This page provides a secure file upload service for anonymous data submissions to the Open Records Project.
Send Us Anonymous Information
When Open Records Fails
According to statutes we should be able to get all the data we need by making Open Records Requests and Freedom of Information Requests. Since we are computer geeks we have a pretty good idea what information is available, how it is stored, and how difficult it is to retrieve. We therefore make our request in a manner that is the easiest for the agency to comply.
However over the years a number of public employees have gone to jail related to our investigations and others have seen their careers ended. As a result, the individuals who run corrupt or criminal agencies and bureacracies have learned that the risk of not complying with records requests is usually non-existent or less than the risk of going to prison should incriminating evidence be released.
We still make requests but where corruption or criminal behavior is likely, the agency will not comply or comply incompletely or with faked data. These are the top 5 ways agencies avoid information requests:
1. “It’s not public information. You must sue us to prove otherwise.”
2. “That information does not exist.”
3. “We had it, but we lost it or accidentally destroyed it.”
4. “That information is kept at a contractor and not subject to Open Records.”
5. “Yes we have it, but you must send us a check for a bazillion dollars.”
Whistleblowers Step Up
We believe that the open records statutes are an important check on the behavior of government officials in our free society. However since our earliest pre-Internet days we’ve known that corruption and criminality hates sunlight and will do anything legal and illegal to avoid it.
For that reason we provide an annonymous way for whistleblowers to send us information [link to whistleblower form later down the page].
Occasionally a whistleblower will identify himself years later. The individuals we identified were employees, contractors, or somehow related to government agencies at the time. They became whistleblowers because they were genuinely repulsed by the illegal behavior of their employer and had been unable to correct the behavior through their management. In several cases the agency found and retaliated against the whistleblower.
It is possible that a whistleblower is just a disgruntled employee or has a grudge to settle with a boss. It is also possible that a “whistleblower” could send us disinformation. Because we are computer geeks we have the capability to vet information against other known data, particularly using Big Data techniques. However it is possible that somebody could slip something by us.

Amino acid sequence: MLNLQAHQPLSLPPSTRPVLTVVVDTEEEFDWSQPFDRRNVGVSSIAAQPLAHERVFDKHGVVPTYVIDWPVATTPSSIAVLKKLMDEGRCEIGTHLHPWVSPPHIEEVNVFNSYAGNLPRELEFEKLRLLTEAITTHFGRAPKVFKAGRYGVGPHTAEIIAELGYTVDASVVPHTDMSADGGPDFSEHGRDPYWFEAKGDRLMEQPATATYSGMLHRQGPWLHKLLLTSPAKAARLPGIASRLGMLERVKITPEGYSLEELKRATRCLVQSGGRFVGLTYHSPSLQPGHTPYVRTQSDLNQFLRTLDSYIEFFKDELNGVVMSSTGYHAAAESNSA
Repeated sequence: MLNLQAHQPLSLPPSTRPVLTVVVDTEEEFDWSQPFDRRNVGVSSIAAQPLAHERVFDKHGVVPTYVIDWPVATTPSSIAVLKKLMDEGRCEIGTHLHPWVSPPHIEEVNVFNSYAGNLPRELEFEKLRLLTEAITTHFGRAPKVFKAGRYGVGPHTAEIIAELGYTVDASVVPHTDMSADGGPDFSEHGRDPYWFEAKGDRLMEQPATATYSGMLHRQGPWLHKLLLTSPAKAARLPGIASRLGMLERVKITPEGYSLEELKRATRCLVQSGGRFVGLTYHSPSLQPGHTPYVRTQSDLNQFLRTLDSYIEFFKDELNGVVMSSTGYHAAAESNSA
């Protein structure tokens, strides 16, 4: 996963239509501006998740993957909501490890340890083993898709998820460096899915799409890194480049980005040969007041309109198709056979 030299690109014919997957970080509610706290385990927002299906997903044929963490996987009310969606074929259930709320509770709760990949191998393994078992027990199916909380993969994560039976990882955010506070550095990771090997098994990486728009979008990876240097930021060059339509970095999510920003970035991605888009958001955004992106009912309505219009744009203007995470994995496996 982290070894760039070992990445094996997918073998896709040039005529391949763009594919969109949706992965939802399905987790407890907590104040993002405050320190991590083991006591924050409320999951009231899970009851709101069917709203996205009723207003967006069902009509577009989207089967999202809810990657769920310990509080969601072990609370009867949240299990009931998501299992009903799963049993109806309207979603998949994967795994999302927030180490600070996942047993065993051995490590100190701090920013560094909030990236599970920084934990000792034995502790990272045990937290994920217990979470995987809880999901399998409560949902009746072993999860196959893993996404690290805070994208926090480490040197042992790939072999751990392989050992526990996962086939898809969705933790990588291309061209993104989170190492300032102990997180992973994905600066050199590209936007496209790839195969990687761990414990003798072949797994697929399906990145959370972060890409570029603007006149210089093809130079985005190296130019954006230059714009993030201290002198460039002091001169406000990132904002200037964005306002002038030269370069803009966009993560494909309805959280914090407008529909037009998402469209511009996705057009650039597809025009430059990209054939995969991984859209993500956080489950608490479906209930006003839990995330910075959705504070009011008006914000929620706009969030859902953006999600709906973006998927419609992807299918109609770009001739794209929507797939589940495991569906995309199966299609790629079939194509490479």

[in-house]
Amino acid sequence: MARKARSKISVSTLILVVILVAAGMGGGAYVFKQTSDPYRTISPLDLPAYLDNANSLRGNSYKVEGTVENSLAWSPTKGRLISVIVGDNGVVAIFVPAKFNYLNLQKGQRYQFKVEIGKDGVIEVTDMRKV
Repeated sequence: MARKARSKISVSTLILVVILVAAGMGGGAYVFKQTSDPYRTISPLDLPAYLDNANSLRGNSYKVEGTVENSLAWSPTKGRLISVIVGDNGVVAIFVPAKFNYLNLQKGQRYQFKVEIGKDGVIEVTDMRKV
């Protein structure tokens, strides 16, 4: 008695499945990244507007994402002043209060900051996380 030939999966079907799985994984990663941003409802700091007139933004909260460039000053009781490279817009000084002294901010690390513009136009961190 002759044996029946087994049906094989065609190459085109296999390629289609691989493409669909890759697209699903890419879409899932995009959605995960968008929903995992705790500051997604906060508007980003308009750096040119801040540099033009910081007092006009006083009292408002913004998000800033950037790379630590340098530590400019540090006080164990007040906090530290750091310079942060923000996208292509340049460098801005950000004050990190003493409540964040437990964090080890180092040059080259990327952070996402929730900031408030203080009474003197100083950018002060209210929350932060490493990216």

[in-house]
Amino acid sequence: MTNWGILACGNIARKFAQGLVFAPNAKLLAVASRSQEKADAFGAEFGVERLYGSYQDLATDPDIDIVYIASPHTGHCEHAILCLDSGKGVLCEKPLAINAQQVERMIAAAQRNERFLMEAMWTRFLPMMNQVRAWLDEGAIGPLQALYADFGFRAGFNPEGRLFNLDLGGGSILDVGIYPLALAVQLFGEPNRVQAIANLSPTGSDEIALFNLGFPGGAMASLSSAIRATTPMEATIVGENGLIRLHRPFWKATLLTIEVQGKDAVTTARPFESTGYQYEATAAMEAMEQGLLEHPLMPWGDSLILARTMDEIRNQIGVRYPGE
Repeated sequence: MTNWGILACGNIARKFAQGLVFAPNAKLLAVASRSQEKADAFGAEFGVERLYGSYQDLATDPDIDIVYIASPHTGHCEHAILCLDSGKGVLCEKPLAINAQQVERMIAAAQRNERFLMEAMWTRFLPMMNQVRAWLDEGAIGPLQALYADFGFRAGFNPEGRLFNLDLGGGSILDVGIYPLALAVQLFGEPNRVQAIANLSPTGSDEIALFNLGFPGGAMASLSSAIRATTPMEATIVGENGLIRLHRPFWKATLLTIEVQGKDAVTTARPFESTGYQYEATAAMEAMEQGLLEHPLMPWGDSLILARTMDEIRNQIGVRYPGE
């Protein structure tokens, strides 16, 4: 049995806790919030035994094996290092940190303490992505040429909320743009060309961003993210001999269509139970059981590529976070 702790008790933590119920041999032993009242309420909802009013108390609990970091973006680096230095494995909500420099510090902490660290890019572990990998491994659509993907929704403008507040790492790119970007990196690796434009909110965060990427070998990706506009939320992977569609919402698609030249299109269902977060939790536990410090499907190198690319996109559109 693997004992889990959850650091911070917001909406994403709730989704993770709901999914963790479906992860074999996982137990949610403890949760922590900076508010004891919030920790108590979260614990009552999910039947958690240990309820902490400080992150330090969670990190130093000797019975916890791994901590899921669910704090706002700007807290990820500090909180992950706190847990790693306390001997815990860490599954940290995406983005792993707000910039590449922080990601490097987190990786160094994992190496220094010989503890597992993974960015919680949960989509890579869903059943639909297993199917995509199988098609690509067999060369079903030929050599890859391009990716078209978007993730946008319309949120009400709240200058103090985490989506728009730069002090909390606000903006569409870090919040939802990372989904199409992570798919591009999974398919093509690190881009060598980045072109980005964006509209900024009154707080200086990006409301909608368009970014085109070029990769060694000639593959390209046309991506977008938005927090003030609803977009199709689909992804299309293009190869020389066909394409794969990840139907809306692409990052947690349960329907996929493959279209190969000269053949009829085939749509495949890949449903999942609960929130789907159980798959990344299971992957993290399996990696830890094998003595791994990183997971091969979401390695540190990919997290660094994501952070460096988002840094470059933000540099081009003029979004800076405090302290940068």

Our First Whistleblower
One of our first projects was analyzing the results of the statewide exam known as the TAAS [http://en.wikipedia.org/wiki/Texas_Assessment_of_Academic_Skills]. We were particularly interest to identify the source of the spectacular education gains made during 2 years under “education governor”, Ann Richards, and her Commissioner of Education, Skip Meno. We made a series of open records requests on the Texas Education Agency in 1993. All of our requests were met with one or more of the 5 excuses described above.
About two months before the 1994 gubernatorial election we received a plain brown package containing a 9-track computer tape[http://www.dataconversionresource.com/9-track_016-3.jpg]. This tape contained the TAAS records we had been requesting for school years 90/91, 91/92, 92/93, and 93/94. Our geeks wrote a program to identify the most improved schools and then further analyze the source of their success.
We determined that the source of success was restricting the number of test takers to only the smartest students in order to fake the results. **
The Governor had awarded bonuses to one heavily minority campus that had improved from 35% pass rate to 85% in one year. However we discovered that 600 students had been tested in 1992 and only 90 students were tested the following year. This manner of TAAS cheating could only be found through year-to-year computer analysis.
We determined that the problem of selective testing was statewide and pervasive and took the information to the Austin American Statesman. The story went statewide almost immediately in the month before the election.
What had been a tight race to oust a popular incumbent governor was won handily by an obscure political newcomer, George W. Bush.
Who was the whistleblower? We will probably never know. Some people have suggested it was somebody in the Bush campaign. That could be possible, but we know the campaign had tried and failed to get the same data we had requested. It is more likely the individual was a TEA employee appalled at the cheating they witnessed.